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When no leader is present, the group will attribute leadership to whomever is sitting at the head of the table.

When no leader is present, the group will attribute leadership to whomever is sitting at the head of the table.  Power trickles down from the head of the table toward the opposite end.  Thus #1 has the most power, #2 the next most and so forth.

Not surprisingly, in studies looking at leadership, it was found that the most dominant person chooses the head of rectangular tables. Interestingly though, when no leader was present, leadership was attributed to the person who sat at the head of the table. Researchers Fred Strodtbeck and Harmon Hook in the early 1960’s found that during jury deliberations people at head positions tended to participate more often and had a greater influence on the decision making process, than people at the sides. This study overlooked whether or not leaders took up the positions though, but this is a likely assumption. However, in other studies it was found that a person’s status played a part in who chooses the head of the table. Those considered high class were much more likely than lower classes to sit at the heads of tables. Who knew money had anything to do with where we sit at a table!

Researchers attribute visibility and the ability to make eye contact with everyone as key features turning heads of tables into leadership positions. For example, one person sitting opposite three others would be seen as the leader, since they would be able to make eye contact with him, but not to each other. He would also be able to indicate his intentions better and therefore control the floor much easier. It should however be noted, that central positions at tables are also important in discussions since it permits ease of conversation amongst all participants through proximity. In other words, it’s hard to talk with someone from across the table, just imagine a “cartoonishly large” corporate sized boardroom! The exception to the head position as leader is when it exposes the back to the doorway. When this happens the head seat is a disadvantage since it leaves whomever open to surprise and attack.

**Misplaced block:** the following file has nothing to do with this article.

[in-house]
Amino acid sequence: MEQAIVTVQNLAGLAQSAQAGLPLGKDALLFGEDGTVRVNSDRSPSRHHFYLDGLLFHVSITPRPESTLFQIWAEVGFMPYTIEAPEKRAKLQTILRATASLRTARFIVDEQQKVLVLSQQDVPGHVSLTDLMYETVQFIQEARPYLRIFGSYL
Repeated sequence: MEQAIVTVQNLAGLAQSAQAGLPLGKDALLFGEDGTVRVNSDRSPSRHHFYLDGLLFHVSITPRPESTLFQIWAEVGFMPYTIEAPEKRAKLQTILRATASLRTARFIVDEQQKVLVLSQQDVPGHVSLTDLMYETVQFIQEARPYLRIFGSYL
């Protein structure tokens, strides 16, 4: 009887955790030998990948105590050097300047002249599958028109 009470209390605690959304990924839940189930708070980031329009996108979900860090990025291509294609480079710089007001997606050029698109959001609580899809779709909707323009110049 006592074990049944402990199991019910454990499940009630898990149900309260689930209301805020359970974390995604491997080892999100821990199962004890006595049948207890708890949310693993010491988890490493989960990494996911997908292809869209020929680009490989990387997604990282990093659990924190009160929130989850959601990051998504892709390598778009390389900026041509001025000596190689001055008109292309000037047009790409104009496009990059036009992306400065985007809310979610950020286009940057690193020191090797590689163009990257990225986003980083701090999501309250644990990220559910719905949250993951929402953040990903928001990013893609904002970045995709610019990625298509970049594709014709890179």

When one person faces three, the person sitting by themselves are seen as the leader.  His gaze is focused forward while his companions must head-turn to see and speak with everyone.

When one person faces three, the person sitting by themselves are seen as the leader. His gaze is focused forward while his companions must head-turn to see and speak with everyone.  In this case, #1 has the most power while each of the #2s share power.

Leadership shows a trickle down affect too. If the head of table is deemed the leader, than the person to their immediate side holds the next most powerful position, and so forth. In ancient times, the leader held the head of the table, with his lieutenants at his sides. The person who sits opposite the head, even today, is usually the most task oriented, whereas those sitting in the middle are usually affiliators, normally woman, who wish to interact with the greatest number of people and create active participation with everyone. Another feature of the Steinzor effect states that when a strong leader is present, people will direct comments to the person adjacent the leader more often because it avoids direct eye contact and confrontation with them, which is especially intimidating due to close quarters. When leadership was shared amongst all members, no strong patterns emerge and conversation basically happens freely.